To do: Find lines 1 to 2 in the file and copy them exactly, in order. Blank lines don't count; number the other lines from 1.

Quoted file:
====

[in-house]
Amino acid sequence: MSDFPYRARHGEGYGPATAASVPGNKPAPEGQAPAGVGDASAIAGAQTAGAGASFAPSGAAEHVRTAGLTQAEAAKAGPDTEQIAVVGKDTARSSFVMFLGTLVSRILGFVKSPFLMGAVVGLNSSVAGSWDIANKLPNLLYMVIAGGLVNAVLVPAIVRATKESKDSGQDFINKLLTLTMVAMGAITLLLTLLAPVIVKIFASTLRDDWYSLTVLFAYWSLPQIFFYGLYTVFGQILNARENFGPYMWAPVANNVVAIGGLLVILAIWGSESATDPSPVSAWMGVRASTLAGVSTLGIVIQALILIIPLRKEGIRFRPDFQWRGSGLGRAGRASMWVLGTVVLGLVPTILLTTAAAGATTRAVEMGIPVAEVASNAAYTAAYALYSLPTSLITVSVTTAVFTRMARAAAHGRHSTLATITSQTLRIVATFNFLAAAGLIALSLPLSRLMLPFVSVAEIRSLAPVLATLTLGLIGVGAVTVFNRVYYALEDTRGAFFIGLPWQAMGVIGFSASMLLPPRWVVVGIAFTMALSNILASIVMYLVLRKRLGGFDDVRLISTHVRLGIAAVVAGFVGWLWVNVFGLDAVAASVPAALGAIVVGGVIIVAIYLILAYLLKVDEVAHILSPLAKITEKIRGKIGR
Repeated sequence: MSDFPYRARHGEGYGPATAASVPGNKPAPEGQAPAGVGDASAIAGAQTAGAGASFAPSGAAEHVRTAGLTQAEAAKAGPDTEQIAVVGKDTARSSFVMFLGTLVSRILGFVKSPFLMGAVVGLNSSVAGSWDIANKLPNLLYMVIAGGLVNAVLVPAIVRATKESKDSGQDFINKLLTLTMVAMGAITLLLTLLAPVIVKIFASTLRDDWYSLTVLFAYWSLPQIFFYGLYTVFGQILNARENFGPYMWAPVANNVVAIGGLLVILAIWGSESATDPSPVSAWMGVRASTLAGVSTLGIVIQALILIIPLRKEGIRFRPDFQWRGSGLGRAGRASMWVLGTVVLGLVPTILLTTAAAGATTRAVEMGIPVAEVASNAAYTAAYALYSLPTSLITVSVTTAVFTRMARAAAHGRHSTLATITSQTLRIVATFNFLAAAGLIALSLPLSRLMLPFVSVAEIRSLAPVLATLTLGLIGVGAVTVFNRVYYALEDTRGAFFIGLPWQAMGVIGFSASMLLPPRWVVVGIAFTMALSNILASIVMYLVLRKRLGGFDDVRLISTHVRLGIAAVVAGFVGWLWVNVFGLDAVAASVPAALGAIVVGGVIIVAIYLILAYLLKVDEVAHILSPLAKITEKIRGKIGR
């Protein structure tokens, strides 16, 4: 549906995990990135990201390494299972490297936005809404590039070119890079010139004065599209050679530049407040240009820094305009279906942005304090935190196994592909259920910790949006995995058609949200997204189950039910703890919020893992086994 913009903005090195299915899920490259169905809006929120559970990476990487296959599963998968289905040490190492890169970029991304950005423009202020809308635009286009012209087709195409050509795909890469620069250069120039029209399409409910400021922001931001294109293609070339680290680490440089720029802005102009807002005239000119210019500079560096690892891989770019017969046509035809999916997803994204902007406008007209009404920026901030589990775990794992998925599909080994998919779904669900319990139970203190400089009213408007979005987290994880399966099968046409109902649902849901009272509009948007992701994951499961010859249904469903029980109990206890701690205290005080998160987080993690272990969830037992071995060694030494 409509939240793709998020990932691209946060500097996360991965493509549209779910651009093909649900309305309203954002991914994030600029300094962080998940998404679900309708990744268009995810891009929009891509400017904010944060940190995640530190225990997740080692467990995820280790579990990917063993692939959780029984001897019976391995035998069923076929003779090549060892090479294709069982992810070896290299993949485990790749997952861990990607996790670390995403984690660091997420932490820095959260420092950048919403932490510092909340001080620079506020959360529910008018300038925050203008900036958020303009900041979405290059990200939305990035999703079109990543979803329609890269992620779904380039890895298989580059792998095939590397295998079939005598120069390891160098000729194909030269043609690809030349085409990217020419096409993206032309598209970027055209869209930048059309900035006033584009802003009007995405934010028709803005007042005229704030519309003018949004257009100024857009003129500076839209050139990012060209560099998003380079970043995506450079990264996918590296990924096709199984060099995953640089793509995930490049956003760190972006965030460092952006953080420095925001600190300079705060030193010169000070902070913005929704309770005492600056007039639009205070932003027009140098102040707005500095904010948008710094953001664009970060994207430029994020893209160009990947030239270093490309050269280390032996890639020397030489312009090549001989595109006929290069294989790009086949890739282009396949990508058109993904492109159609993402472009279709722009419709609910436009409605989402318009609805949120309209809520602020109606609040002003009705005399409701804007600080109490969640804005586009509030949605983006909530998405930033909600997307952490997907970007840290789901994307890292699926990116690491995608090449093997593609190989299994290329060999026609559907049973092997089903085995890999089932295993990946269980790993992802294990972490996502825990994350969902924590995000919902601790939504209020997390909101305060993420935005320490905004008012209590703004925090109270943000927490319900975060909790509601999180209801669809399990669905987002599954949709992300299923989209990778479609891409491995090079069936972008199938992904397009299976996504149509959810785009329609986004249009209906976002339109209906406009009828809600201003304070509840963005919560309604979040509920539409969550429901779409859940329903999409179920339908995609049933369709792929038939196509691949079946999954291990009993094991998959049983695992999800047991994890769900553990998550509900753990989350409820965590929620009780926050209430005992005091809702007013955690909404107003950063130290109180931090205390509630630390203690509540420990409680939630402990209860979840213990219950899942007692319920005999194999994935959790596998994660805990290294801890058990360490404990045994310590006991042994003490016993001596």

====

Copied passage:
[in-house]
Amino acid sequence: MSDFPYRARHGEGYGPATAASVPGNKPAPEGQAPAGVGDASAIAGAQTAGAGASFAPSGAAEHVRTAGLTQAEAAKAGPDTEQIAVVGKDTARSSFVMFLGTLVSRILGFVKSPFLMGAVVGLNSSVAGSWDIANKLPNLLYMVIAGGLVNAVLVPAIVRATKESKDSGQDFINKLLTLTMVAMGAITLLLTLLAPVIVKIFASTLRDDWYSLTVLFAYWSLPQIFFYGLYTVFGQILNARENFGPYMWAPVANNVVAIGGLLVILAIWGSESATDPSPVSAWMGVRASTLAGVSTLGIVIQALILIIPLRKEGIRFRPDFQWRGSGLGRAGRASMWVLGTVVLGLVPTILLTTAAAGATTRAVEMGIPVAEVASNAAYTAAYALYSLPTSLITVSVTTAVFTRMARAAAHGRHSTLATITSQTLRIVATFNFLAAAGLIALSLPLSRLMLPFVSVAEIRSLAPVLATLTLGLIGVGAVTVFNRVYYALEDTRGAFFIGLPWQAMGVIGFSASMLLPPRWVVVGIAFTMALSNILASIVMYLVLRKRLGGFDDVRLISTHVRLGIAAVVAGFVGWLWVNVFGLDAVAASVPAALGAIVVGGVIIVAIYLILAYLLKVDEVAHILSPLAKITEKIRGKIGR